Iseq heavyweights take on tech groups for ‘Company of the Year’ award
CRH, eShopWorld, Intercom and Total Produce shortlisted for the award
Eoghan McCabe, chief executive of Intercom: In March, Intercom raised $125 million to bring Intercom’s valuation to $1.275 billion. Photograph: Martin Lacey
After taking 12 months off to digest and lower its debt burden after a record €8 billion of assets acquired in 2015, CRH was back on the deals path.
Ireland’s largest publicly listed group agreed last August to buy Ash Grove Cement, the US’s fifth-largest cement company, for $3.5 billion (€2.8 billion). Investors were cheering the group’s self-restraint on price even as a rival bidder, Summit Materials, founded by former top CRH executive, Tom Hill, gate-crashed the party. In the end, Summit walked away.
CRH’s chief executive Albert Manifold also bolstered his credentials as a disciplined boss, moving to sell the company’s low-margin US distribution arm, Allied Building Products, for $2.6 billion, having concluded there wasn’t enough scope to scale up the business further and enhancing shareholder returns.
CRH’s shares lost almost 8 per cent last year as investors scaled back their hopes over US president Donald Trump’s infrastructure spending plan. However, Manifold and his team concentrated on delivering, with earnings before interest, depreciation and amortisation rising 6 per cent to a record €3.3 billion. Analysts currently expect the group to post a further increase of more than 8 per cent in earnings this year.
It may not be a household name as yet but most of its clients certainly are. Moreover, if eShopWorld continues to grow at the rate it is currently then chances are everyone will soon know all about the Dublin-based ecommerce company.
eShopWorld has won a host of awards over the past 12 months including being named company of the year at the annual Technology Ireland software industry awards ceremony in November.
Led by founder Tommy Kelly, eShopWorld is expecting to exceed $1 billion (€850 million) in annual turnover by the end of 2019.
The company, which employs 180 people, connects premium brands from Victoria’s Secret to Nike with consumers in more than 200 countries. Established in 2010, the group make it easier for retailers to sell across borders, where they have to deal with varying currency, tax and localisation issues.
The fast-growing group, which currently employs 180 people but is looking to take on an additional 250 employees, forecast 2017 revenues would grow by 50 per cent to €300 million.
It was recently valued at the same price in a transaction that saw Asendia, a joint venture from the French and Swiss postal service companies, increase its stake in the company by 10 per cent to 50 per cent.
Few outside of the technology space may easily grasp what exactly Intercom does, but having recently been elevated to Unicorn status, there are undoubtedly more people now paying attention to the company.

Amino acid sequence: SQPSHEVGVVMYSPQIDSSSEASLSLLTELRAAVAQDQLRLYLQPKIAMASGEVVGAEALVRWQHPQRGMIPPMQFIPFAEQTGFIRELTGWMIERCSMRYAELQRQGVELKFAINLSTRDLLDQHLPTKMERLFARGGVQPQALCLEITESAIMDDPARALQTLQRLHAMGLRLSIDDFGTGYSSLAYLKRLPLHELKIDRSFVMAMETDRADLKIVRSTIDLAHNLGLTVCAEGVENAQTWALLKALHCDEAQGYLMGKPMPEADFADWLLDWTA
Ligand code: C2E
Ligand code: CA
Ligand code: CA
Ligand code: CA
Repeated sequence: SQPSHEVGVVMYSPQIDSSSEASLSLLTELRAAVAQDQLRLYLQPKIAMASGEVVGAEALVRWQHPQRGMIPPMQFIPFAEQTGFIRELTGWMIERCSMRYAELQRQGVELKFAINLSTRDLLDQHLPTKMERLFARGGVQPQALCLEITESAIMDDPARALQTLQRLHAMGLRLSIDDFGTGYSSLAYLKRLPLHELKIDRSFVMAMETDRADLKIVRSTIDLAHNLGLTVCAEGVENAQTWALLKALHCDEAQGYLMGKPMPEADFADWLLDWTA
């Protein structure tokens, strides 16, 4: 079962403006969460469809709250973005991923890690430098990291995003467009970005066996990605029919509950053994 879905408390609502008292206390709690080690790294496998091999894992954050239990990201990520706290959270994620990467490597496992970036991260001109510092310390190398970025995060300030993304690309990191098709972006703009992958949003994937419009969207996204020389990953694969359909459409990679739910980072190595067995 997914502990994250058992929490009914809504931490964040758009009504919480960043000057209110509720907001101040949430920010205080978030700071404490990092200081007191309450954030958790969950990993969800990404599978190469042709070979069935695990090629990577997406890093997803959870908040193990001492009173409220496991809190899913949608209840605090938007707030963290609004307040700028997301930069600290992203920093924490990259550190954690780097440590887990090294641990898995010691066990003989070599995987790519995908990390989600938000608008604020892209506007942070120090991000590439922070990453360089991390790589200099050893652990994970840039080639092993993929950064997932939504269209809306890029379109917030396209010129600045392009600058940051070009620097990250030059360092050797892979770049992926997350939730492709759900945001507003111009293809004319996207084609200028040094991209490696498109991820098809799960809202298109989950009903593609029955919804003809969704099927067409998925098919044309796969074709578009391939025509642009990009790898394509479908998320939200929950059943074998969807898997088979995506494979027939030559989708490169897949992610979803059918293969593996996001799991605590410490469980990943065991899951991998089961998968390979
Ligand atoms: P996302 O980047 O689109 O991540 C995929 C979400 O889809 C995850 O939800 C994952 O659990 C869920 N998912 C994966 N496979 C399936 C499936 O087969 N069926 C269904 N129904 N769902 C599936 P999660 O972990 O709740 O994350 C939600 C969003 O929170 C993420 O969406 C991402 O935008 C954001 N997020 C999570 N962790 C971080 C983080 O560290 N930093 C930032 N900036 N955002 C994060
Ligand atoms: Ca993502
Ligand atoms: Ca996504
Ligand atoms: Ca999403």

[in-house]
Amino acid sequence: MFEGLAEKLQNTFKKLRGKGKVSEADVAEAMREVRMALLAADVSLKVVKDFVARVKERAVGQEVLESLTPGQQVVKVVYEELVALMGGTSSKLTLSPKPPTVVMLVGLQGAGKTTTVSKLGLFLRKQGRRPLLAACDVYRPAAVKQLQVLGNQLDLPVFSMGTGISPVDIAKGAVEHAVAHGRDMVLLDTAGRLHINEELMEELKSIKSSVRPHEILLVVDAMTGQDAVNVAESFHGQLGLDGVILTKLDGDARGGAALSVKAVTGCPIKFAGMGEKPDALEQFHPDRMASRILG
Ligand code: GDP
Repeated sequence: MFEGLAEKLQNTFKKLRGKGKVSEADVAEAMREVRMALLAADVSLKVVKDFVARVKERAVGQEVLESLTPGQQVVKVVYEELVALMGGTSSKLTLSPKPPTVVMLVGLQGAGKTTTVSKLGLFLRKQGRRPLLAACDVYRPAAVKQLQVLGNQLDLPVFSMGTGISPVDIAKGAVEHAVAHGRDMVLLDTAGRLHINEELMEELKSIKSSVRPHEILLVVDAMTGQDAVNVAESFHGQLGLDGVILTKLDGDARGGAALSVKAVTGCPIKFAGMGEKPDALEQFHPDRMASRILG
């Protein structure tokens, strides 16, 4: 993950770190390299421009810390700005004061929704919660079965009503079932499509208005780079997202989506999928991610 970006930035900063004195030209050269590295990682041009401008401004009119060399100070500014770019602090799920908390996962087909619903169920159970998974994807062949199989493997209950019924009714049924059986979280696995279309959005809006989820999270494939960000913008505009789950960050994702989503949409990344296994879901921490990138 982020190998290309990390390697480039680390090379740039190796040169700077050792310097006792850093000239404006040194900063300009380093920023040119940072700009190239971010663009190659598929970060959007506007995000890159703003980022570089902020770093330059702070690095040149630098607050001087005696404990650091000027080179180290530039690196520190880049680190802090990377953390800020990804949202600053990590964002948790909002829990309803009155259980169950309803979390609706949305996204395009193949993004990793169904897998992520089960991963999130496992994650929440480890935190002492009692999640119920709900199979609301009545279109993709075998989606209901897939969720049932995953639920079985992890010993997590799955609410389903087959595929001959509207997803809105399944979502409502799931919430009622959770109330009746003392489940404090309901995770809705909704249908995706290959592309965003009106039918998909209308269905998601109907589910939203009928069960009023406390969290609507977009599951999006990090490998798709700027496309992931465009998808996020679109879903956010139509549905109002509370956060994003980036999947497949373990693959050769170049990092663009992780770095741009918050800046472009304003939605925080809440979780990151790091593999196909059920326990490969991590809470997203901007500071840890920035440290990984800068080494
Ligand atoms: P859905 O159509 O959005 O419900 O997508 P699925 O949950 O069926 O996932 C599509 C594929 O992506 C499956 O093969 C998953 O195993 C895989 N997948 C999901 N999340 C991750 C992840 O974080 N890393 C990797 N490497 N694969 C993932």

Founded by Eoghan McCabe, Des Traynor, Ciarán Lee and David Barrett in 2011, Intercom allows internet firms to communicate quickly and easily with customers for marketing, sales and support. It operates through a number of channels, including websites and mobile apps.
In March, Intercom raised $125 million to bring Intercom’s valuation to $1.275 billion. This is comfortably above the $1 billion level that confers Unicorn status on start-up companies – and brings to $241 million the total funding raised to date by the business.
Intercom handles about 500 million messages through its service each month. It expects that figure to increase further, particularly with future generations of consumers, who do not have email addresses and instead have grown up with messenger services.
Although it has not provided updated revenue figures, the most recently available data, which is for 2016, put it at abot $50 million. The company has 25,000 paying customers, with the new funding likely to lead to more gains as Intercom invests more in its technology platform.
Having announced a whopping 43 per cent rise in full-year pretax profits just weeks after revealing it had acquired an initial 45 per cent stake in Dole Foods in the US, it would seem fair to say that Total Produce is having a moment.
The food distributor, which spun out of Fyffes in 2007, recently reported that profits jumped to €72.5 million last year as a string of acquisitions began to bear fruit.
The company has been focused on boosting its presence in North America with a number of important buys. These include acquiring a 50 per cent stake in California company The Fresh Connection last November, as well as taking a 65 per cent interest in LA-based Progressive Produce and upping its existing stake in Canadian firm Grandview Ventures.
In February, Total Produce announced it had acquired a 45 per share in Dole, in a €245 million deal.
Total Produce is expected to exercise its right to purchase all the shares in Dole within five years and while the deal is still subject to certain regulatory approvals, it has the potential to be truly transformational for the Irish-listed company.